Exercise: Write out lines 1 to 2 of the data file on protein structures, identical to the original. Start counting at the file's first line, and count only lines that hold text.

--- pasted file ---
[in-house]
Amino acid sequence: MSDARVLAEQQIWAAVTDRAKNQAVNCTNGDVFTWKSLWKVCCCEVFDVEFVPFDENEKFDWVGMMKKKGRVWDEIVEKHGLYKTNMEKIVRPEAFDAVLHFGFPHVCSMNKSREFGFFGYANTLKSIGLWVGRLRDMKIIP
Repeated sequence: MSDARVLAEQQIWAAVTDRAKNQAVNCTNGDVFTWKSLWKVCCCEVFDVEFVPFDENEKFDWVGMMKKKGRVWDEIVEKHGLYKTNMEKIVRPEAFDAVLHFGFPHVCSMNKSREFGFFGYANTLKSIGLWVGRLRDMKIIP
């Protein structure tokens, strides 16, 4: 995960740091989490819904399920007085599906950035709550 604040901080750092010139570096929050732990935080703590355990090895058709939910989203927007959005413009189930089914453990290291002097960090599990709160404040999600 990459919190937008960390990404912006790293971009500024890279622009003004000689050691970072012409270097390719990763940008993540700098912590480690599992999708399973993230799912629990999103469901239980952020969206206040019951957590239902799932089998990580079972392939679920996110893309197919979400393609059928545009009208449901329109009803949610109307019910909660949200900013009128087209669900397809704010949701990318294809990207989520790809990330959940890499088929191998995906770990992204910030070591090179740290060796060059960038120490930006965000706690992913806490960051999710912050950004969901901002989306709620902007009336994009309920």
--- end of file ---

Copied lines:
[in-house]
Amino acid sequence: MSDARVLAEQQIWAAVTDRAKNQAVNCTNGDVFTWKSLWKVCCCEVFDVEFVPFDENEKFDWVGMMKKKGRVWDEIVEKHGLYKTNMEKIVRPEAFDAVLHFGFPHVCSMNKSREFGFFGYANTLKSIGLWVGRLRDMKIIP